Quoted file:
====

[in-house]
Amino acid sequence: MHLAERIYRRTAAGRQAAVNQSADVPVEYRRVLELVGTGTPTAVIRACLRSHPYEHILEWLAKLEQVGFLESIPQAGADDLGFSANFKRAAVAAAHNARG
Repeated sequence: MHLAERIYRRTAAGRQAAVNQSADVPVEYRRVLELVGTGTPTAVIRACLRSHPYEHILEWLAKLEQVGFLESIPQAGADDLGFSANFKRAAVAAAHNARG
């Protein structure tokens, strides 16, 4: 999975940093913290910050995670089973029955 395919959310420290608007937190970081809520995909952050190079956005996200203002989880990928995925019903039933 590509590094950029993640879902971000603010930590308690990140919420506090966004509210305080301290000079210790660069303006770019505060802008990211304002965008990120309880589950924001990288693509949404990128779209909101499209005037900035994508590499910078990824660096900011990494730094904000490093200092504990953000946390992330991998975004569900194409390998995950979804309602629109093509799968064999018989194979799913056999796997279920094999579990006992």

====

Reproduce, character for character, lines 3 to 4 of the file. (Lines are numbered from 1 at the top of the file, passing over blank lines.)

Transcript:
Repeated sequence: MHLAERIYRRTAAGRQAAVNQSADVPVEYRRVLELVGTGTPTAVIRACLRSHPYEHILEWLAKLEQVGFLESIPQAGADDLGFSANFKRAAVAAAHNARG
């Protein structure tokens, strides 16, 4: 999975940093913290910050995670089973029955 395919959310420290608007937190970081809520995909952050190079956005996200203002989880990928995925019903039933 590509590094950029993640879902971000603010930590308690990140919420506090966004509210305080301290000079210790660069303006770019505060802008990211304002965008990120309880589950924001990288693509949404990128779209909101499209005037900035994508590499910078990824660096900011990494730094904000490093200092504990953000946390992330991998975004569900194409390998995950979804309602629109093509799968064999018989194979799913056999796997279920094999579990006992």